A High Tibial Osteotomy (HTO) is a type of ‘joint preservation’ surgery that involves cutting the shin bone (tibia) to change the alignment of the knee. It is used to improve symptoms of osteoarthritis by offloading weight from arthritic cartilage inside the knee with the aim of preventing a future knee replacement surgery. In some cases, an HTO can also be used to treat knee instability.
Osteotomy literally means “cutting of the bone”.
Knee osteoarthritis can be simply explained as the degeneration of the smooth bony (articular) cartilage that covers the end of the thigh-bone (femur) as well as the top of the shin bone (tibia). Normally this bony cartilage is smooth and shiny, but with osteoarthritis, it can become thin or develop holes. Patients with osteoarthritis often complain of pain, swelling, and knee stiffness, especially with activity.
Cartilage = the main type of connective tissue throughout your body. In the knee, it acts as a protective cushion between your leg bones as well as with your kneecap (patella).
There are three compartments of the knee joint that can develop osteoarthritis; the inner (medial) side, the outer (lateral) side, and underneath the kneecap (patella). Osteoarthritis can sometimes lead to bow-legged (varus) or knock-kneed (valgus) alignment of the knees, depending on which compartment of the knee is affected.
The most common use of HTO is for bow-legged (varus) deformities to offload weight from the arthritic inner medial side of the knee.
In Figure 1 below, the shin bone has been cut at an angle to change its alignment. The bone is then fixed with a plate to allow it to heal in the new position.
Who is the ideal patient to receive an HTO?
An HTO is not recommended for all patients with knee osteoarthritis.
Research shows that HTO is the most effective in people between 40 to 60 years old who are moderately active or have physically demanding work, aren’t overweight, and have osteoarthritis in only one compartment (typically the inner medial knee compartment).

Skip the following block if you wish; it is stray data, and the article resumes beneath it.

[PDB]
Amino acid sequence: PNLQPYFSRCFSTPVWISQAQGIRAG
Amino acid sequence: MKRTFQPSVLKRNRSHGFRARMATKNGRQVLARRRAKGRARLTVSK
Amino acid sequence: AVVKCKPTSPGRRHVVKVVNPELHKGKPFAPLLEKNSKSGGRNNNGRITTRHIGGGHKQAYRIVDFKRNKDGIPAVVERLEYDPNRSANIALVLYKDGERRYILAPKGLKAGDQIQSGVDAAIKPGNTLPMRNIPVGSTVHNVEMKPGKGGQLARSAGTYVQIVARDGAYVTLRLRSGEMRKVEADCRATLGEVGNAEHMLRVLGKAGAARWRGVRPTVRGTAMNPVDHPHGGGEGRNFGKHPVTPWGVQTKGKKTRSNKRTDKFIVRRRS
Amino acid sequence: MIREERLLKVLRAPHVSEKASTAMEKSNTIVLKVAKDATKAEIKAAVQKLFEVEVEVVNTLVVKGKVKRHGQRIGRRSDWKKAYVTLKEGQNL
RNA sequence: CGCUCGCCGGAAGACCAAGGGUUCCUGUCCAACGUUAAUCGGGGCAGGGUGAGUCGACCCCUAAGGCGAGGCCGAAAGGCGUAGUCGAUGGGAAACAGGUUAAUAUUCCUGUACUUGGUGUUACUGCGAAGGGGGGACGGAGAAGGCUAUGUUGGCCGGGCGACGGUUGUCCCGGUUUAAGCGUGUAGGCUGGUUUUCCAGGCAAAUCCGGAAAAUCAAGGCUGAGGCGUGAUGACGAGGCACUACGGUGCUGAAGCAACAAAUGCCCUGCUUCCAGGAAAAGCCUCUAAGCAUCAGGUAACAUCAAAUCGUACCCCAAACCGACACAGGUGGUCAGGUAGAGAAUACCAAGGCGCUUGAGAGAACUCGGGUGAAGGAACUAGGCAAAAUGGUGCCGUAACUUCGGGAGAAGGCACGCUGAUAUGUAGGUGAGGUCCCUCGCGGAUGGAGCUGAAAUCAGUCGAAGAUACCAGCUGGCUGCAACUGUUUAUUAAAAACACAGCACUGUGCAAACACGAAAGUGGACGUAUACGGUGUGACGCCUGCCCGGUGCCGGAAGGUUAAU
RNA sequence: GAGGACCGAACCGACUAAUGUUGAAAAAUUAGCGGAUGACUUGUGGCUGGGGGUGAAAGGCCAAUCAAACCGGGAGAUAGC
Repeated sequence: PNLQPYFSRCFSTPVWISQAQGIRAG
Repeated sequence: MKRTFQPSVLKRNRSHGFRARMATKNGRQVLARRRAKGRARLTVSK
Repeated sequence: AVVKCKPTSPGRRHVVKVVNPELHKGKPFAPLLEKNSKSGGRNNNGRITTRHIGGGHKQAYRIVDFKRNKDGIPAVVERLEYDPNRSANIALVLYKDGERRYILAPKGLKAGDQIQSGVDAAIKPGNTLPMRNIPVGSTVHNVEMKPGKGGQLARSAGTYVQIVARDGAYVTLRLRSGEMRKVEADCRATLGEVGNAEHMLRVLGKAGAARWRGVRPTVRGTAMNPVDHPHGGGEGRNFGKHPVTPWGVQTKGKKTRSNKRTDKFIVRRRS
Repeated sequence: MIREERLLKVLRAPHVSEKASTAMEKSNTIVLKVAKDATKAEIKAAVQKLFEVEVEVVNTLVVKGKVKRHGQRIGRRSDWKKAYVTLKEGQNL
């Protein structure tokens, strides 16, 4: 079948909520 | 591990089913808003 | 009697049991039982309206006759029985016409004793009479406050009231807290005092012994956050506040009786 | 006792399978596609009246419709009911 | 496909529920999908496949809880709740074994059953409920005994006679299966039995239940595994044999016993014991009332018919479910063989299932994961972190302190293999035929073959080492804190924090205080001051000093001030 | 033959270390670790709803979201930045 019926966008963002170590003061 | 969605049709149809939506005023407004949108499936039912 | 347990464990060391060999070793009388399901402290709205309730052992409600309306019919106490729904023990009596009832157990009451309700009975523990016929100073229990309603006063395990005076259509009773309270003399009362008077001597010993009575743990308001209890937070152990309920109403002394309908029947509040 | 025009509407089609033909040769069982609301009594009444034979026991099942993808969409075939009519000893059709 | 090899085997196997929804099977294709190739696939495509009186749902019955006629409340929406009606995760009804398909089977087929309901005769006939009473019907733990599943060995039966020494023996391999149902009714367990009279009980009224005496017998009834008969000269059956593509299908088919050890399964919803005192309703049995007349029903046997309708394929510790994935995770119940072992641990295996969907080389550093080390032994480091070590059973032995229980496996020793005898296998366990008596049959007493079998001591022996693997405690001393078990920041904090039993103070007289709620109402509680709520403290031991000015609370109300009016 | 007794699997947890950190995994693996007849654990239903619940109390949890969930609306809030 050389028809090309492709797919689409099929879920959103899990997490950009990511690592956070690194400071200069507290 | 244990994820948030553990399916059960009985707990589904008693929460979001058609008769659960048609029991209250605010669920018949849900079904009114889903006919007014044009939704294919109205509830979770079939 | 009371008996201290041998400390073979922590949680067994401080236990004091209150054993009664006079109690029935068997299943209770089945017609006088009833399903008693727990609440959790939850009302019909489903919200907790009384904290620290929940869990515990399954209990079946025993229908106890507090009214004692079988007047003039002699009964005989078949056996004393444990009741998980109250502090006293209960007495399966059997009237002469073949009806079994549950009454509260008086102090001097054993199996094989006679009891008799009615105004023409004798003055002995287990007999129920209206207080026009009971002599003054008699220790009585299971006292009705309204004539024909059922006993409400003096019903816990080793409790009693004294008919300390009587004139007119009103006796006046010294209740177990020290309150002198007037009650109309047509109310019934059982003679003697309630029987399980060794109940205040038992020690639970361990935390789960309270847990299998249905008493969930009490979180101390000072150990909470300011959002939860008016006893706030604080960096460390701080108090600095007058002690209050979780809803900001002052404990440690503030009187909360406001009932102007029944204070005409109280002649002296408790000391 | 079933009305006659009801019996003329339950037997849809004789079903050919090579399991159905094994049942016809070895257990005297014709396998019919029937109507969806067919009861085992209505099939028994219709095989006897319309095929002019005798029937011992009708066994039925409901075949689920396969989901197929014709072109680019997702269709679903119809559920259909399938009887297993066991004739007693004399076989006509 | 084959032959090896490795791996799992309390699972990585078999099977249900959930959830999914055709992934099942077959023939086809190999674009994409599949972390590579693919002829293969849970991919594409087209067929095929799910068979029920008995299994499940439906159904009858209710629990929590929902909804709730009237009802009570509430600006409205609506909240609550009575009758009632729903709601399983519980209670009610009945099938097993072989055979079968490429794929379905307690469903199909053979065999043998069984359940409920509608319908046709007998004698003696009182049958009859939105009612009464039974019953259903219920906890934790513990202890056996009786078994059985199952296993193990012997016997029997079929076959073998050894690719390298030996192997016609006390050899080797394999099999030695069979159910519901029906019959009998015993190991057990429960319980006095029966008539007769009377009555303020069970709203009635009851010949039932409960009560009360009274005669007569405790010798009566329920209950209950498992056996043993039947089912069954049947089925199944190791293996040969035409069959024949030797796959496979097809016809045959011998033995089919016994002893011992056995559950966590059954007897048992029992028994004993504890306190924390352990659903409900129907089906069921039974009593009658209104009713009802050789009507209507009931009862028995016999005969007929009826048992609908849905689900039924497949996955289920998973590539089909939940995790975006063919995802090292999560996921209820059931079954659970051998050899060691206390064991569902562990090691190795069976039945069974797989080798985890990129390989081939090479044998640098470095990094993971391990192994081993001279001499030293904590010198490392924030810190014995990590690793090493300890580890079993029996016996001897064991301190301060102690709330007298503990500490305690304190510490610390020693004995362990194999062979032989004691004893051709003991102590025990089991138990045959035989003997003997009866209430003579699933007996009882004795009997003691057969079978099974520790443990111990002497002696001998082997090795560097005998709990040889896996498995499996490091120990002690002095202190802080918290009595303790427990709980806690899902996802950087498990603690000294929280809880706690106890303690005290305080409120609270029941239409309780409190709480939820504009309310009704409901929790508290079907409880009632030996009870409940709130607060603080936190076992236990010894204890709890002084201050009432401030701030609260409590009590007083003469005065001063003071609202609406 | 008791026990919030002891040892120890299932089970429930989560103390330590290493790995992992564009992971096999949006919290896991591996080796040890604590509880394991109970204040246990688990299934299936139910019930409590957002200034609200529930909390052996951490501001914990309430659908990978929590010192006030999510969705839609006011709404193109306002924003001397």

These patients have the greatest likelihood of experiencing pain relief and delaying the progression of knee arthritis and need for a future knee replacement surgery.
What happens during surgery?
Several techniques exist, which involve opening the skin around the knee and cutting the upper shin (tibia) bone.
The two main techniques are “medial opening wedge osteotomy” and “lateral closing wedge osteotomy”. During the osteotomy operation, knee arthroscopy may also be performed to look inside the knee with a tiny camera and assess knee structures.
In a lateral closing wedge osteotomy, a wedge is cut in the shin bone (tibia), which is pushed closed, then stabilized with a metal plate and screws.
In a medial opening wedge osteotomy, a cut is made into the shin bone, and it is wedged open. Sometimes the wedge space is filled with a bone graft that either comes from your own pelvis (autograft) or a bone bank (donor allograft) to promote bone healing. This opening in the bone is then stabilized with a metal plate and screws.
Recovery from an HTO
Most patients will stay in the hospital for 1-2 days after surgery.
After going home, your surgeon may prescribe a hinged knee brace for the first 6-12 weeks. After that, the use of a brace and how much weight you’re allowed to place on your leg will depend on the size of your osteotomy and the type of plate the surgeon used for your surgery.
Rehabilitation follows a phased approach, with patients often returning to higher intensity activities 6 months after surgery, depending on your surgeon’s recommendations.
Outcomes following an HTO
HTO is highly successful in suitable patients and effectively reduces pain and improves knee function in patients with inner compartment (medial) knee osteoarthritis.
Research shows the majority (more than 80%) of patients can return to work or sport by 1 year after surgery.
Jenny He, MD Candidate, Faculty of Medicine & Dentistry, University of Alberta
Khakha, R. S., Bin A.R., Hamid R., Kley, K., van Heerwaarden, R., & Wilson, A. J. (2021). Role of high tibial osteotomy in medial compartment osteoarthritis of the knee: Indications, surgical technique and outcomes. Journal of Clinical Orthopaedics and Trauma, 23, 101618.
Wright, J.M., Crockett, H.C., Slawski, D.P., Madsen, M.W., Windsor, R.E. (2005). High Tibial Osteotomy. Journal of the American Academy of Orthopaedic Surgeons, 13(4), p 279-289.
Capella, M., Gennari, E., Dolfin, M., Saccia, F. (2017). Indications and results of high tibial osteotomy. Annals of Joint, 2(6):33